Despite the clear performance benefits of AI for colonoscopy, its cost has prevented widespread implementation in Europe, where Hassan said it’s hard to convince politicians to pay for an expensive tool that will save money over a very long period of time by reducing the incidence of colorectal cancer. . He called for more studies to be conducted on community endoscopy practices, which can help demonstrate the real value of AI tools.

In the United States, the tension is to get insurers to pay for technology that will only yield cost benefits decades later, when beneficiaries will likely have switched to another payer, added the next speaker, Tyler Berzin, MD, of Harvard Medical School and Beth Israel Deaconess Medical Center.

His presentation focused on how AI can help make life easier for gastroenterologists by breaking the cycle of disengagement and burnout that is often accelerated by spending too much time in front of a screen entering data. The exponential growth of patient data and medical knowledge, which he called the “data deluge,” can seem crippling to doctors, and they need something to back them up.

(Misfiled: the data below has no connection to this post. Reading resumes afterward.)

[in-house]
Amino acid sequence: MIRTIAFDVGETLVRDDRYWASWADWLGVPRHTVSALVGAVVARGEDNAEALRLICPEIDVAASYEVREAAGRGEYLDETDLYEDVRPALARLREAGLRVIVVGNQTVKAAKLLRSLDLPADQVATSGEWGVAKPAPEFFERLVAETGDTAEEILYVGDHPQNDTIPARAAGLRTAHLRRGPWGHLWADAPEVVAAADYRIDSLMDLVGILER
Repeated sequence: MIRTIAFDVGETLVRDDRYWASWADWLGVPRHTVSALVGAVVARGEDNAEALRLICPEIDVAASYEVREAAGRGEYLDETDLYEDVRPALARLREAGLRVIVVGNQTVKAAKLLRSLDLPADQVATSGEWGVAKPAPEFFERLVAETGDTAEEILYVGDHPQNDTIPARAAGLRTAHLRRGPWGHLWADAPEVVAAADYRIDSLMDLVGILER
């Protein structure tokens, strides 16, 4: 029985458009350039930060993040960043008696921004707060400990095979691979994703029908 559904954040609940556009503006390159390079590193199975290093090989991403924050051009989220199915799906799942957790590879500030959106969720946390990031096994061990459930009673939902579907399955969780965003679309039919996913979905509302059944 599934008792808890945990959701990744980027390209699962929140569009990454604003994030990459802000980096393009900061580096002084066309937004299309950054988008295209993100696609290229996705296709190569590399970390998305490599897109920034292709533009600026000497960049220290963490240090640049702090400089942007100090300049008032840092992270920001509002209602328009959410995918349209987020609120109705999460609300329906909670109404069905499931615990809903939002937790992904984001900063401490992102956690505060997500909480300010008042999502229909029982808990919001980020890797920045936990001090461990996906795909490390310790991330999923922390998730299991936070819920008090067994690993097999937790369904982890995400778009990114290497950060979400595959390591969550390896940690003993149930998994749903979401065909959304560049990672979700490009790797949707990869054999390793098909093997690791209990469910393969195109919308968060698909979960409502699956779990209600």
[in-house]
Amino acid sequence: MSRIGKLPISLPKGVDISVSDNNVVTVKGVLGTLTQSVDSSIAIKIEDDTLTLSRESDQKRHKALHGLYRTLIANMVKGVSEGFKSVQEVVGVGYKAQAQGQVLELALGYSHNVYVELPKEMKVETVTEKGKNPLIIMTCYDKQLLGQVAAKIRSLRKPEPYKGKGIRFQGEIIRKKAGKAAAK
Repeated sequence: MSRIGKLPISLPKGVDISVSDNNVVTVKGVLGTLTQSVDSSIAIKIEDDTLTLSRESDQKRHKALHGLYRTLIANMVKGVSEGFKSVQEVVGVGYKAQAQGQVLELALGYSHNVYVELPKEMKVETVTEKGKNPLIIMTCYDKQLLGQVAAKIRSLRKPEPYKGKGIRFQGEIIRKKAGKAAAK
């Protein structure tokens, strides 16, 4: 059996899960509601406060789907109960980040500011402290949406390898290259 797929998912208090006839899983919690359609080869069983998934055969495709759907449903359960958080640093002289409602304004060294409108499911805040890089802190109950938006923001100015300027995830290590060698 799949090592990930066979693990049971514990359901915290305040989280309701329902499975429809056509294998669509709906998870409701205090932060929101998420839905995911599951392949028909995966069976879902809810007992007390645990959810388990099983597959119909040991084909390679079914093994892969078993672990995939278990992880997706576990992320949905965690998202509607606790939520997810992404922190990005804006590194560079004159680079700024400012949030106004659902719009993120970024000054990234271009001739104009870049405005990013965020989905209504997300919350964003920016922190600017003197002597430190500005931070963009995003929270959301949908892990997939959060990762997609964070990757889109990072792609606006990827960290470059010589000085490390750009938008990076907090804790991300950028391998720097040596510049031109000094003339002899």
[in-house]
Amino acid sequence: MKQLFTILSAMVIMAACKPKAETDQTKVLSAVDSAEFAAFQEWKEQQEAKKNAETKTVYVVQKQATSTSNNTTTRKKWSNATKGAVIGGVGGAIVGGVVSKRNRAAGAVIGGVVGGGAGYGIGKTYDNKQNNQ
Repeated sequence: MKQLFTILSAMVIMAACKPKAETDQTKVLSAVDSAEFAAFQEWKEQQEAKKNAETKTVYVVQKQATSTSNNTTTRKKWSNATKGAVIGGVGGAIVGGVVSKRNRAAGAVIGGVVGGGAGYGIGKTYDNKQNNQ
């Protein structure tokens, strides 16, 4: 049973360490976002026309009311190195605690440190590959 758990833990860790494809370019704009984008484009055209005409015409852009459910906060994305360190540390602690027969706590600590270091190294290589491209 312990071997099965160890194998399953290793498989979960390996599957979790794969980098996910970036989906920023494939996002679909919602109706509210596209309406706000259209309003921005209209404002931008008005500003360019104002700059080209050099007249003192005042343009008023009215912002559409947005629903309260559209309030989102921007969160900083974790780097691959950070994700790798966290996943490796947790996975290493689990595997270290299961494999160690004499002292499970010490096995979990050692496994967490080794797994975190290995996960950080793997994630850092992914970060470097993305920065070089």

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Enter natural language processing (NLP) and speech recognition, Berzin continued. These tools can derive structure and meaning from language, allowing software to extract data and organize it for analysis. He noted that one opportunity to integrate these tools into the practice of gastroenterology is to generate analyzes for quality measures in a much more efficient way than can be done by humans.

To illustrate this point, Berzin cited research published in Gastrointestinal endoscopy in which researchers developed an NLP algorithm that takes less than 30 minutes to extract data on all colonoscopy procedures performed at their facility since the introduction of electronic health records, whereas manual human review takes approximately 160 hours to extract data for less than 600 patients.1